The government is ramping up the enforcement of financial sanctions legislation. Historically enforcement of financial sanctions in the UK has been limited with very few criminal prosecutions. For an explanation of financial sanctions and an overview of the proposed changes click here.
The government is introducing the power to impose civil monetary penalties for breaches of financial sanctions in the Policing and Crime Bill. The law is expected to come into force in April 2017.
The government recently published guidance on the process that the Office of Financial Sanctions Implementation (OFSI) will adopt when deciding whether to impose a penalty and the amount. Please click here for our short summary of the process. The government has launched a consultation for businesses to comment on the guidance, which closes on 26 January 2017.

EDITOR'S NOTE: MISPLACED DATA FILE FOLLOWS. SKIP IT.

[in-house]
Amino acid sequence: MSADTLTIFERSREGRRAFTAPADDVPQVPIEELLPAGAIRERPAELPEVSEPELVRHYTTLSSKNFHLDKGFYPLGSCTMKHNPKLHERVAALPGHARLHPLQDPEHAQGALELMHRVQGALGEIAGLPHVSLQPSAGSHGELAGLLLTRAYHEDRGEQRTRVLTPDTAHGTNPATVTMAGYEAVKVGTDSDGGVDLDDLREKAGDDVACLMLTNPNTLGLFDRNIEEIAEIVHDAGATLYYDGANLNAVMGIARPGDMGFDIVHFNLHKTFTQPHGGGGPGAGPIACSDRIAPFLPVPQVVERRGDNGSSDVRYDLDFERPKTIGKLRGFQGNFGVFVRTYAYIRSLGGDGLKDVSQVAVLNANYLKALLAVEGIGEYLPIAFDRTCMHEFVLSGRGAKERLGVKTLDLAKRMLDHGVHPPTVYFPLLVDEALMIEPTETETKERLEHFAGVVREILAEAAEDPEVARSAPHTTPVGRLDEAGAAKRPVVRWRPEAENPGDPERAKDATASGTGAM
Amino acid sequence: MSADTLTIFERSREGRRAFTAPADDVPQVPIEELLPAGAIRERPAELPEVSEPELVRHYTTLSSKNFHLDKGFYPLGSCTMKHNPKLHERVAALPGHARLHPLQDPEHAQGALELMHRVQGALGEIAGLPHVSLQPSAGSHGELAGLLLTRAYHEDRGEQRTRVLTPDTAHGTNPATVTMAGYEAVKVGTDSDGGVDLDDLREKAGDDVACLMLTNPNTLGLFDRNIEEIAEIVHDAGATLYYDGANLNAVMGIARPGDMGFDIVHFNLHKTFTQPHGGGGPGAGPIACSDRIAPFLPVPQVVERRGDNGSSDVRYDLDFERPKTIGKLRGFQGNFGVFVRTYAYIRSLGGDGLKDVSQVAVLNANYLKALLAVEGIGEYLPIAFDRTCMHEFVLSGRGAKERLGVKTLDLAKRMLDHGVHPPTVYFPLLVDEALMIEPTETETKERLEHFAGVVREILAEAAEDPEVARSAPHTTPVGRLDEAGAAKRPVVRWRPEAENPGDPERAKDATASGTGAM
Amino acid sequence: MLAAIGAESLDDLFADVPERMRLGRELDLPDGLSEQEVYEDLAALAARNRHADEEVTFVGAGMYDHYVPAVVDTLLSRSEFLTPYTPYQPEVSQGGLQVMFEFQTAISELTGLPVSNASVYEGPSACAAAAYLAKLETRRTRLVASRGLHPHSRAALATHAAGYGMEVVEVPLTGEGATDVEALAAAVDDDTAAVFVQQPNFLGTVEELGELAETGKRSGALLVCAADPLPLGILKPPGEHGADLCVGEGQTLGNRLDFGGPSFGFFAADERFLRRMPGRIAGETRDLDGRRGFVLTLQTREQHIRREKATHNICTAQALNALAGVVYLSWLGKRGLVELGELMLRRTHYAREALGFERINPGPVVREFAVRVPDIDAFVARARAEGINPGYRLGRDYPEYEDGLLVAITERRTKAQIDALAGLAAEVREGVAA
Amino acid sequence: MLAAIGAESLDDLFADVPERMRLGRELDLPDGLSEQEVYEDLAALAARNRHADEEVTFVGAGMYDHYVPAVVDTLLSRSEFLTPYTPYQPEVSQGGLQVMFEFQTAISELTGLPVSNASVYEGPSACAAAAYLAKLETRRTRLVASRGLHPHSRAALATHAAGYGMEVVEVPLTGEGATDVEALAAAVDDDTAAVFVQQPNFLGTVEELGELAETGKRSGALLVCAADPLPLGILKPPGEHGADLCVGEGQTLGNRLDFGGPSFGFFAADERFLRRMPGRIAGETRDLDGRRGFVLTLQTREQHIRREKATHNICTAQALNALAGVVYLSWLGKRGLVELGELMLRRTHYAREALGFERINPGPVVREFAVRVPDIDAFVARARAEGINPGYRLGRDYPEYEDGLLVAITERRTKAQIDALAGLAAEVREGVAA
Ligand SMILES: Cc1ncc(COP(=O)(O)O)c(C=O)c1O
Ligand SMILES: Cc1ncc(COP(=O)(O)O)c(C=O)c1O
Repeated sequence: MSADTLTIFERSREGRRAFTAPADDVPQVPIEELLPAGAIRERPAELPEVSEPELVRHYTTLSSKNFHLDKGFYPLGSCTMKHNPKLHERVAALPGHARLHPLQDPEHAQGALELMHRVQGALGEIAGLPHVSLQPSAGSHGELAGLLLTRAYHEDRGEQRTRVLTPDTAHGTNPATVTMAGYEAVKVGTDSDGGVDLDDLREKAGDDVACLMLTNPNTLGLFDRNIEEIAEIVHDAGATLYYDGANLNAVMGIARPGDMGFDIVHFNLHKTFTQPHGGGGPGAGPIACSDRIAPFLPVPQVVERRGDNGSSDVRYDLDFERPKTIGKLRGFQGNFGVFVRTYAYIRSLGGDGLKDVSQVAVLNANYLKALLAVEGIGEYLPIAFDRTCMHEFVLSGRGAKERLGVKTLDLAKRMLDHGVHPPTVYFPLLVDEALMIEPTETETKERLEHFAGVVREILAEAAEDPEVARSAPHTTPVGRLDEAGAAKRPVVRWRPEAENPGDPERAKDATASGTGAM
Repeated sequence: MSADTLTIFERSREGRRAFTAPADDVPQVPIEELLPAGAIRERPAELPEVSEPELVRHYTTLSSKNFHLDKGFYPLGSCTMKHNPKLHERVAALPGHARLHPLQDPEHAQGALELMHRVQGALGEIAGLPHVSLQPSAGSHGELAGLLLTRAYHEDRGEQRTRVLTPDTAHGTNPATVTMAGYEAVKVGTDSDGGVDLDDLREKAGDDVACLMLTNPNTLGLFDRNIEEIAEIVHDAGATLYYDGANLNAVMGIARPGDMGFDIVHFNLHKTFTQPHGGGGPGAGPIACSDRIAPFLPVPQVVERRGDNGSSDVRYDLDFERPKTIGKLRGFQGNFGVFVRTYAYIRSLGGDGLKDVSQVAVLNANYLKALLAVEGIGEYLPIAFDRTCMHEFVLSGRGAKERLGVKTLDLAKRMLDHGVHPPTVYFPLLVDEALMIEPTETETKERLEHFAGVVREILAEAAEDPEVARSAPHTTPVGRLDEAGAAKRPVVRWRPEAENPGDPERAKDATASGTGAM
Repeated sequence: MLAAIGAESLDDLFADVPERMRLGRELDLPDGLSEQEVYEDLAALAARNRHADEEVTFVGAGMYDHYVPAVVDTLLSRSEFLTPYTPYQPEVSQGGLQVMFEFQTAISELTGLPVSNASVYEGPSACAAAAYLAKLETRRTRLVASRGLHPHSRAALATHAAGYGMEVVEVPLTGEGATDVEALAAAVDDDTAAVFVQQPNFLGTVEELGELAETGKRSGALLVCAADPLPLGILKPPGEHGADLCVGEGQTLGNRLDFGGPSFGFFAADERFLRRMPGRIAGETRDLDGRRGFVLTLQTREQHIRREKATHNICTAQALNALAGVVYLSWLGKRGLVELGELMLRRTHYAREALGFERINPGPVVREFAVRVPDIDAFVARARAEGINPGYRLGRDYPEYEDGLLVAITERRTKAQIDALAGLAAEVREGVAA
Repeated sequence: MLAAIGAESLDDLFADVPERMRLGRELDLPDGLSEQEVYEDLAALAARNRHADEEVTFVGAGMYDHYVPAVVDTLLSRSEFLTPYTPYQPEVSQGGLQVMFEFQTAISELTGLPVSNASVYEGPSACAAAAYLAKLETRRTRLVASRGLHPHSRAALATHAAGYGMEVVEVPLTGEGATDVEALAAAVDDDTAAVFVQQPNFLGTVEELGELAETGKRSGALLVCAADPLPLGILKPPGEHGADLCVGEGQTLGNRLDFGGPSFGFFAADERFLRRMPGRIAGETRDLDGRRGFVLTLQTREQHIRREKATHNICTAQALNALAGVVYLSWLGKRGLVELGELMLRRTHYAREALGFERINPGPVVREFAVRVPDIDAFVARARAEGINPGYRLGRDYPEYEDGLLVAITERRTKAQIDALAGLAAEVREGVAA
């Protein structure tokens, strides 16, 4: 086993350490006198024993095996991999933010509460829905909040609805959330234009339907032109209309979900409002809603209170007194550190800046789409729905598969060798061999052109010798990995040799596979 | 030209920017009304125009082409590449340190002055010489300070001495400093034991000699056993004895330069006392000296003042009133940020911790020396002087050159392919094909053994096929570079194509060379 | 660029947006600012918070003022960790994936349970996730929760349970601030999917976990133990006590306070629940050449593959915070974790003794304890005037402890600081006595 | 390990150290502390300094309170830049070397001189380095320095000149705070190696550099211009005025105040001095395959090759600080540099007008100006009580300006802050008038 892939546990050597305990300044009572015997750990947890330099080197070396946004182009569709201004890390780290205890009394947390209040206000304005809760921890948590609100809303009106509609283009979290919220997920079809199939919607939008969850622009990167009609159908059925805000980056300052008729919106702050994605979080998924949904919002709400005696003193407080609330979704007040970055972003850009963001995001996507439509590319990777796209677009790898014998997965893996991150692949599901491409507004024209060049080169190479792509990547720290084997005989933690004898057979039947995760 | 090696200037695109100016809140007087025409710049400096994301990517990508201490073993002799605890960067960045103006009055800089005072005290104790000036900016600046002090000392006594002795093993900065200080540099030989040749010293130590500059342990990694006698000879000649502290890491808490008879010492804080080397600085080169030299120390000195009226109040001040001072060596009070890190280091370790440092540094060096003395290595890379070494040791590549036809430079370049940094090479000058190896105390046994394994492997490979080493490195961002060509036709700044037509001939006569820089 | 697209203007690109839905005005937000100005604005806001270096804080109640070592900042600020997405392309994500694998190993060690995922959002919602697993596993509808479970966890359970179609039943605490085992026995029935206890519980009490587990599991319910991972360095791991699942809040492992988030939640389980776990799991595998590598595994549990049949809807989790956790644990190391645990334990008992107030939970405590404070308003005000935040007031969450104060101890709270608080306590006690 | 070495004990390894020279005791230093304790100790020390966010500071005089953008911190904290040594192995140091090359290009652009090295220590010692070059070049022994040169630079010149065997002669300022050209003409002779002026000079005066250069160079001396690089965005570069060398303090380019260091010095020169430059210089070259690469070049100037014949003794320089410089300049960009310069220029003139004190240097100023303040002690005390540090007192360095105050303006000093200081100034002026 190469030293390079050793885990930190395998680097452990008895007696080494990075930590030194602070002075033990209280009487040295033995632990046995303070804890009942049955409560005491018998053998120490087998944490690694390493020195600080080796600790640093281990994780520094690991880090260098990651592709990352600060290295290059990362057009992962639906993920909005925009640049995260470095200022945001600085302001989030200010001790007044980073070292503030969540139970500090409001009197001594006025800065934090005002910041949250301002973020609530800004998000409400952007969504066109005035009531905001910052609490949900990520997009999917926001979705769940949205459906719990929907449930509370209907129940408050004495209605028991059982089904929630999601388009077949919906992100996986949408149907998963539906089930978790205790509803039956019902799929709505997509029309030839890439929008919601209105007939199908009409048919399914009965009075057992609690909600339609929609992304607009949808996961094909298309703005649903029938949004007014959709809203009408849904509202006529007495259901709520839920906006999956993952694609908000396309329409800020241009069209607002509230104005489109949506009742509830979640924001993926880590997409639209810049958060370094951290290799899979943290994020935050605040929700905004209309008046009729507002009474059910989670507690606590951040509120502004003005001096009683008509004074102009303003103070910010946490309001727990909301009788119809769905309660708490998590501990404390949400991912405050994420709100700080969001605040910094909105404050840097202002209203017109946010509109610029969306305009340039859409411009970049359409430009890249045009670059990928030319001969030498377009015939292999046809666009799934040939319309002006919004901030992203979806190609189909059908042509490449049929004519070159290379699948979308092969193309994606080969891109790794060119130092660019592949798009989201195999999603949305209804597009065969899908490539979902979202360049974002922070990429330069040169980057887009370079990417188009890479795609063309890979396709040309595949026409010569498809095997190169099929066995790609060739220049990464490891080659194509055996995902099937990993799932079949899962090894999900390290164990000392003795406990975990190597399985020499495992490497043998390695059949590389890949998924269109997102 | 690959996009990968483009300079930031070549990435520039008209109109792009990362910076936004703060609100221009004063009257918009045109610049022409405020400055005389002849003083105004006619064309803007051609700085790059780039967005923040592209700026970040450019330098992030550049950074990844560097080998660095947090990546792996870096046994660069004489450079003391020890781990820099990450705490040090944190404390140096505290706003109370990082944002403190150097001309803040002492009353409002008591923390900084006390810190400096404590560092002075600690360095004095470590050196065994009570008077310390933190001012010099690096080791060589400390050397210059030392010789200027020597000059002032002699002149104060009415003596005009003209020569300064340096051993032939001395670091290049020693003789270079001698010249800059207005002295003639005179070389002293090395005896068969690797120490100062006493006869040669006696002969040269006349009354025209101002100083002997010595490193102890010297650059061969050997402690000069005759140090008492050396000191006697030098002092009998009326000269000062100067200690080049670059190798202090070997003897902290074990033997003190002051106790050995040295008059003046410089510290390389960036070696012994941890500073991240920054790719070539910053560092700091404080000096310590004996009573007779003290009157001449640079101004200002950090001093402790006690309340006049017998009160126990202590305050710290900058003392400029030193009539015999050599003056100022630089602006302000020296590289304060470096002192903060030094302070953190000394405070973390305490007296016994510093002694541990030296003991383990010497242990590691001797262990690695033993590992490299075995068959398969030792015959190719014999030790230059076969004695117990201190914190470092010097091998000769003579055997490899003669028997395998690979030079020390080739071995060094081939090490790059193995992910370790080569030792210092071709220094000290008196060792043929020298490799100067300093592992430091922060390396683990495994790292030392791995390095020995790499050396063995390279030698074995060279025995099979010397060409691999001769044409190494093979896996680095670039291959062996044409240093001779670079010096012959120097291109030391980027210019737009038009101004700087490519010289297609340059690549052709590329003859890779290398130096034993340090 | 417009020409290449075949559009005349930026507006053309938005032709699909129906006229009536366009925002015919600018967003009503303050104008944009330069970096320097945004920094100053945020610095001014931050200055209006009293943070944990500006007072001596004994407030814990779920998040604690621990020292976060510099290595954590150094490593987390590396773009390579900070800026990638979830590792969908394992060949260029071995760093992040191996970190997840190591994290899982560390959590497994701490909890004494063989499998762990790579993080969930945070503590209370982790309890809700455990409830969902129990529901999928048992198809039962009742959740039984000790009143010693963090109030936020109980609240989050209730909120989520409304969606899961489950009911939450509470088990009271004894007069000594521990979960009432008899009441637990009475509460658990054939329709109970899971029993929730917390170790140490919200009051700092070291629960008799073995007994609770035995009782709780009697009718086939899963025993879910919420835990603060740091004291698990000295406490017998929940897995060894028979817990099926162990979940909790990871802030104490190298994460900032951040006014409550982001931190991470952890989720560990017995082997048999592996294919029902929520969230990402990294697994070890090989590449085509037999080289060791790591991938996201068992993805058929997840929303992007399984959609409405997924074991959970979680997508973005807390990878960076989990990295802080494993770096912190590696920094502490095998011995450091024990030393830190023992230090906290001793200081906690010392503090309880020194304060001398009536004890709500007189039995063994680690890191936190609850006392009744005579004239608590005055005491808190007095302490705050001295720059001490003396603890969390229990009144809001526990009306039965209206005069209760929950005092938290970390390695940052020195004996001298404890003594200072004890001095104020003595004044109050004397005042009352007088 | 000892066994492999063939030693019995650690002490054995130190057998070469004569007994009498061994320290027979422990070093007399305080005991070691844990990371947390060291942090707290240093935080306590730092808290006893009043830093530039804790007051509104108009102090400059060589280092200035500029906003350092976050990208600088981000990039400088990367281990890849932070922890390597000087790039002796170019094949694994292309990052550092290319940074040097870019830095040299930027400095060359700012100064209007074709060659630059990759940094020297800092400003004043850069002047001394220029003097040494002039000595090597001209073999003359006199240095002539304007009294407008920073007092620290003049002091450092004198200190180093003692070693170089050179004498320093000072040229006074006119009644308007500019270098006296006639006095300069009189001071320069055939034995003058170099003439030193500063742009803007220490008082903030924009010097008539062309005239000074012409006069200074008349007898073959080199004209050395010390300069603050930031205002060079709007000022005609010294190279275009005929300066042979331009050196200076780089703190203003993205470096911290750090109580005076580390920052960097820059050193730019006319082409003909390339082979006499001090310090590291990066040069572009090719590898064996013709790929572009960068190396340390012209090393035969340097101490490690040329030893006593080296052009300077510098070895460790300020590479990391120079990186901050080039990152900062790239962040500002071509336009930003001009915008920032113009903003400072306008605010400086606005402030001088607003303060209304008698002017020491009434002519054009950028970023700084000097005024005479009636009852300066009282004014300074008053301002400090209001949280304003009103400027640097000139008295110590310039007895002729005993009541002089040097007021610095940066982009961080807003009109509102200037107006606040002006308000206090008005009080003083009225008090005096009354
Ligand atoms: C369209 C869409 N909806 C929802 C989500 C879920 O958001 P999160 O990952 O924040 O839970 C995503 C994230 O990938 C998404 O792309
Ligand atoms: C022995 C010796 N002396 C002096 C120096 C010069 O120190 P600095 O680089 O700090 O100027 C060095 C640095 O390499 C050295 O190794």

We will be responding to the consultation based on your answers to seven multiple choice questions, which should only take a few minutes to complete click here. If you would like to read the government guidance first, click here, but it is not essential to do so to answer the questions.
Important points to note are:
- Low burden of proof - The penalties are a civil remedy. The OFSI will determine liability on the balance of probabilities – a criminal conviction would require a breach to be established beyond reasonable doubt.
- Penalties could be very large – the baseline penalties will be the greater of £1m or 50% of the value of the breach.
- Penalties can be imposed on individuals including office holders in a company who consented or connived in the breach or where the breach was attributable to their neglect.
- Penalties will be published by the OFSI
- Discounts of 50% will be given for voluntary disclosure. This discount will be reduced to a discretionary discount of up to 30% in the most serious cases.
Penalties may also be imposed for a failure to provide the OFSI with information.
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